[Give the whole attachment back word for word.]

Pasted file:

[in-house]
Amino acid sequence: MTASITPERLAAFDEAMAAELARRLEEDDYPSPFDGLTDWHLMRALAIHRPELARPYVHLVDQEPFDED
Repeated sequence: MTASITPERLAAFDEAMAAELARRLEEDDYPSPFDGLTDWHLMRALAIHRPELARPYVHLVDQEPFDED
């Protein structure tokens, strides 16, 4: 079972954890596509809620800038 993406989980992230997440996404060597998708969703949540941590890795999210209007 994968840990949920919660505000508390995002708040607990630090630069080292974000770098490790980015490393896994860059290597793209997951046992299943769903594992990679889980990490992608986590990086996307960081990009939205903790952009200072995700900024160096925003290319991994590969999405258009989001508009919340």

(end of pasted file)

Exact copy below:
[in-house]
Amino acid sequence: MTASITPERLAAFDEAMAAELARRLEEDDYPSPFDGLTDWHLMRALAIHRPELARPYVHLVDQEPFDED
Repeated sequence: MTASITPERLAAFDEAMAAELARRLEEDDYPSPFDGLTDWHLMRALAIHRPELARPYVHLVDQEPFDED
């Protein structure tokens, strides 16, 4: 079972954890596509809620800038 993406989980992230997440996404060597998708969703949540941590890795999210209007 994968840990949920919660505000508390995002708040607990630090630069080292974000770098490790980015490393896994860059290597793209997951046992299943769903594992990679889980990490992608986590990086996307960081990009939205903790952009200072995700900024160096925003290319991994590969999405258009989001508009919340």